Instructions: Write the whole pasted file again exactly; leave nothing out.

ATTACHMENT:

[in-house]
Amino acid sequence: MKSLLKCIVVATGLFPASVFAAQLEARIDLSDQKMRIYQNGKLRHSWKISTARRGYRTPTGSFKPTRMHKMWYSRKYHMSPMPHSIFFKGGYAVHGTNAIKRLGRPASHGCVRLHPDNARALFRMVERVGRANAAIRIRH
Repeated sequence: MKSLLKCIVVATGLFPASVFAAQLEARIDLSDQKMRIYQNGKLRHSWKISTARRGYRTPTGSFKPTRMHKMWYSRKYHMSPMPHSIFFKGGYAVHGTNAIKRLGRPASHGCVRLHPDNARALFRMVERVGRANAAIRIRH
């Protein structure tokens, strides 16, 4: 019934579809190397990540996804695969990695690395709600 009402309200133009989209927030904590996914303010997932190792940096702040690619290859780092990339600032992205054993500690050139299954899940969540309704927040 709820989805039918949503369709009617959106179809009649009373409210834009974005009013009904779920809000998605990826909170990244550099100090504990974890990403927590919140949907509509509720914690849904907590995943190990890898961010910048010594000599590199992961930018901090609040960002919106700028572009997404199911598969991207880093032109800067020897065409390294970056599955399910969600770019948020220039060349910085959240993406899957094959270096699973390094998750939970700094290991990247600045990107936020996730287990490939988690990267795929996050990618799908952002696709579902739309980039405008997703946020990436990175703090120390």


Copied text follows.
[in-house]
Amino acid sequence: MKSLLKCIVVATGLFPASVFAAQLEARIDLSDQKMRIYQNGKLRHSWKISTARRGYRTPTGSFKPTRMHKMWYSRKYHMSPMPHSIFFKGGYAVHGTNAIKRLGRPASHGCVRLHPDNARALFRMVERVGRANAAIRIRH
Repeated sequence: MKSLLKCIVVATGLFPASVFAAQLEARIDLSDQKMRIYQNGKLRHSWKISTARRGYRTPTGSFKPTRMHKMWYSRKYHMSPMPHSIFFKGGYAVHGTNAIKRLGRPASHGCVRLHPDNARALFRMVERVGRANAAIRIRH
């Protein structure tokens, strides 16, 4: 019934579809190397990540996804695969990695690395709600 009402309200133009989209927030904590996914303010997932190792940096702040690619290859780092990339600032992205054993500690050139299954899940969540309704927040 709820989805039918949503369709009617959106179809009649009373409210834009974005009013009904779920809000998605990826909170990244550099100090504990974890990403927590919140949907509509509720914690849904907590995943190990890898961010910048010594000599590199992961930018901090609040960002919106700028572009997404199911598969991207880093032109800067020897065409390294970056599955399910969600770019948020220039060349910085959240993406899957094959270096699973390094998750939970700094290991990247600045990107936020996730287990490939988690990267795929996050990618799908952002696709579902739309980039405008997703946020990436990175703090120390």